This is all too much for me and I sit down, hoping the lightheaded feeling will pass. Thoughts of projects past begin to creep into my mind and each disaster begins to unfold as if it were yesterday.

The excitement of my first home economics project at age 12 that took a turn for the worst when a 24-hour dry cleaners had to be located (not easy back then) in order to remove the white chalk that was usually used on the underside of the garment. With memories of previous sewing skills, (when wrestling, the sleeves on the pajamas I made for my siblings would inexplicably fall off), it took all I had to walk the runway at the fashion show, fingers crossed all the way that I’d still have a skirt on as I exited. The family promise I made to never to use Crazy Glue again when I accidentally glued my 2 fingers together. And, the family intervention, necessary when I insisted on sewing the hem of Big A’s* grade school pants twice in one week; somehow attaching them to our bed quilt as I sat sewing and then, when the hems fell out during recess, causing Big A to topple over onto half of the kickball team, creating turmoil in the nurse’s office.

A concerned family member notices me and brings me a beverage, which is so delicious that it startles me out of my trance. It’s a rosemary Paloma, an amazing concoction of rosemary simple syrup (homemade by the groom), tequila, grapefruit juice and seltzer. Also offered is a Kentucky Mule (the bride’s jalapeño simple syrup recipe, cucumbers and bourbon), watermelon mint iced tea and apple cinnamon iced tea.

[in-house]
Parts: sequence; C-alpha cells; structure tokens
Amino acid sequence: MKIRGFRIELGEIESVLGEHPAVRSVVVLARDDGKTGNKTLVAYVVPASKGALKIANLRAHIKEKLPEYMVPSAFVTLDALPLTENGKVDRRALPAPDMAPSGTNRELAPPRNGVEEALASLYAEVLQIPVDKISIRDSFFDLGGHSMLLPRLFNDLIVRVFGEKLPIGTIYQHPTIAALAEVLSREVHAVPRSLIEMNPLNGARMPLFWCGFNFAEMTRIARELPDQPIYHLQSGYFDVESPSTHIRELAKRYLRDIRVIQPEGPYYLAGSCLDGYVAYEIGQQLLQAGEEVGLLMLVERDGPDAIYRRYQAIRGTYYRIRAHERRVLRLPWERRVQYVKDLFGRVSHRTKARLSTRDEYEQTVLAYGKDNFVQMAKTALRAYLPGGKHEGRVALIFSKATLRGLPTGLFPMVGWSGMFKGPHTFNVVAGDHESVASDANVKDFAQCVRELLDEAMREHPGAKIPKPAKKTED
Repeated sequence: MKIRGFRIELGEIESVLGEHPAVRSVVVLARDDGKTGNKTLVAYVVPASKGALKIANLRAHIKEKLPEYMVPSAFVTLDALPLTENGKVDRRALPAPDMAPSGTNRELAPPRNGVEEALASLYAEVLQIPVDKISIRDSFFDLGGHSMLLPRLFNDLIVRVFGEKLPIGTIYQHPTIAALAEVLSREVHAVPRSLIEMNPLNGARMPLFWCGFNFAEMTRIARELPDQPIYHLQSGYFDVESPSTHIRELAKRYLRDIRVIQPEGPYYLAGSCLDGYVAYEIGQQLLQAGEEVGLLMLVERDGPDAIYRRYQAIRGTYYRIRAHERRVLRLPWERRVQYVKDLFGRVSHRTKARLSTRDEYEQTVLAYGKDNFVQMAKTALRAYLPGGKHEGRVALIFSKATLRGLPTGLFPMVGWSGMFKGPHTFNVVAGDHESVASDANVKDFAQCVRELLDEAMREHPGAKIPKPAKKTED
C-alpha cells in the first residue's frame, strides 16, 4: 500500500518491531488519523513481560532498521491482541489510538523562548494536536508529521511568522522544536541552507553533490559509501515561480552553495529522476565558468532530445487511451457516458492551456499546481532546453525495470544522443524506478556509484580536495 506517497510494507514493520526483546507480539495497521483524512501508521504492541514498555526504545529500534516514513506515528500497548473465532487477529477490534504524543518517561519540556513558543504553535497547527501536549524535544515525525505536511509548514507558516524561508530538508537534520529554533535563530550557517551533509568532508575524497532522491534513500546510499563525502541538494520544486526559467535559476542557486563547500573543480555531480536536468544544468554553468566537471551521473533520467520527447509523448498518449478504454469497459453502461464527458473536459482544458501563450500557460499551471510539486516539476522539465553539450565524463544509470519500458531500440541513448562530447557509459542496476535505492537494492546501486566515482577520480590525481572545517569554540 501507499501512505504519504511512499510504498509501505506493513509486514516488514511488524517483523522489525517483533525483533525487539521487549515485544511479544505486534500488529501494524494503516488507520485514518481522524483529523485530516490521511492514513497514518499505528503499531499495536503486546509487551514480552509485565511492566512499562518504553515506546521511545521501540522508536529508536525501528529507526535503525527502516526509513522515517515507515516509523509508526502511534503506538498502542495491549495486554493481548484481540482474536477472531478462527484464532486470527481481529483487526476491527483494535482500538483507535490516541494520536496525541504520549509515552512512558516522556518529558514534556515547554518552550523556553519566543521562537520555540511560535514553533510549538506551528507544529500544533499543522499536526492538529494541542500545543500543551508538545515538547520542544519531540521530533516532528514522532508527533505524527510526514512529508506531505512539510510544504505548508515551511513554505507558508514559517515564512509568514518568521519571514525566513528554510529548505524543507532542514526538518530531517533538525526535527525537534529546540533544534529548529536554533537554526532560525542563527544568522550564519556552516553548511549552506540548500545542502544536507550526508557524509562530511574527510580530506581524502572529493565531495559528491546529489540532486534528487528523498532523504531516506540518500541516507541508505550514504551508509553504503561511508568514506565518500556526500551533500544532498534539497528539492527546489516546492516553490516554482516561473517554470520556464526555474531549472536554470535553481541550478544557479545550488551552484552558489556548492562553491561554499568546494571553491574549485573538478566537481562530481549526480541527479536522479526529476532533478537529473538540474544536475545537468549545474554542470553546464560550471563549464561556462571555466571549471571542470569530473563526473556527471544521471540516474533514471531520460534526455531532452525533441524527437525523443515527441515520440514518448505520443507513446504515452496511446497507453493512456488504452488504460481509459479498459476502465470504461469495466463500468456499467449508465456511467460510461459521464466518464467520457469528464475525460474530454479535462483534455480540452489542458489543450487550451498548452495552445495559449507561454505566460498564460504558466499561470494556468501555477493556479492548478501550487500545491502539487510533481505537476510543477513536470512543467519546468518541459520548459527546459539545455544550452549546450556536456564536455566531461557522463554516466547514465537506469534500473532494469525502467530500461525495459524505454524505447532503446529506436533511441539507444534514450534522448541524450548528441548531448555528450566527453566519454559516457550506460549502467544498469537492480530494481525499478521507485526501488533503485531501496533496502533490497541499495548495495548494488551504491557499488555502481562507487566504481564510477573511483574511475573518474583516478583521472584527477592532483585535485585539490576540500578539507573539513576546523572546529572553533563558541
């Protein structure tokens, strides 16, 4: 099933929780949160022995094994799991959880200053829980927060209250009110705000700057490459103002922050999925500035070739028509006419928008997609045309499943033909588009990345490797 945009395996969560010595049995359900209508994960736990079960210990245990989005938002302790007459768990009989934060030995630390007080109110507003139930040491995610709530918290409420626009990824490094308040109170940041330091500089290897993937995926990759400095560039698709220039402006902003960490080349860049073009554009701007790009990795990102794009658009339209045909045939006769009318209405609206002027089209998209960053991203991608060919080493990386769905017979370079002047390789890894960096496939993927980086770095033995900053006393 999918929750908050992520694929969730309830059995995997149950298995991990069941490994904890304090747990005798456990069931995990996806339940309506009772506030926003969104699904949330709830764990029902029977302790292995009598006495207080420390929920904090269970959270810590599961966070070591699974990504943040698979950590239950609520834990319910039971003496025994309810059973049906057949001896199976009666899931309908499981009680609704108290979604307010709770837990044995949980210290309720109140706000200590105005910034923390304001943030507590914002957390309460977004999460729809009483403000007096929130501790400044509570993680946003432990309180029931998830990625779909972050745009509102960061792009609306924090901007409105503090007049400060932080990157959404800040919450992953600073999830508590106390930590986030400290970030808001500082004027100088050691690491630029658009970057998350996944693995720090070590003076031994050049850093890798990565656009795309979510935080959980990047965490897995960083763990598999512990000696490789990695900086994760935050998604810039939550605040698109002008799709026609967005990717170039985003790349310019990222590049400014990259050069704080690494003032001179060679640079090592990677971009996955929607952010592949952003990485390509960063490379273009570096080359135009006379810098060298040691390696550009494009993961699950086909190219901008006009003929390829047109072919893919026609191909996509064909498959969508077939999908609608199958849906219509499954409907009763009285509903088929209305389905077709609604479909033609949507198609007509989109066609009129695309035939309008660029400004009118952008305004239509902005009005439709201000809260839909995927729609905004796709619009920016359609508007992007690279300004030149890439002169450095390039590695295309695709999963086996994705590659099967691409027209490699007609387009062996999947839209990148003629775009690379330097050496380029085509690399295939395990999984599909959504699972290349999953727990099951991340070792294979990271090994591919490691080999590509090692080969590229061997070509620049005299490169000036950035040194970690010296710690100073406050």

I am now picking up a pattern and learn that both families have worked together to create today’s menu and that everything is homemade: the wine, the beer, the pickles, the rolls, the salads, the beans, the wedding cake (lemon cake with blueberry filling and a lemon basil butternut icing), the chicken wings (3 flavors) and the brisket that the groom’s dad tended all night while sleeping next to his smoker. I am sure that Martha Stewart would be as impressed with this event as I was the day she instructed us all to begin a recipe by collecting cranberries from our cranberry bog.

I am full, both of food and emotions, as I look around and marvel at all the happiness and love in this room. I don’t want the weekend to end and don’t want to let go of this moment. Then, I remember that, just like a good recipe, life is meant to be savored, and when the last taste is gone, it spurs us on to create again.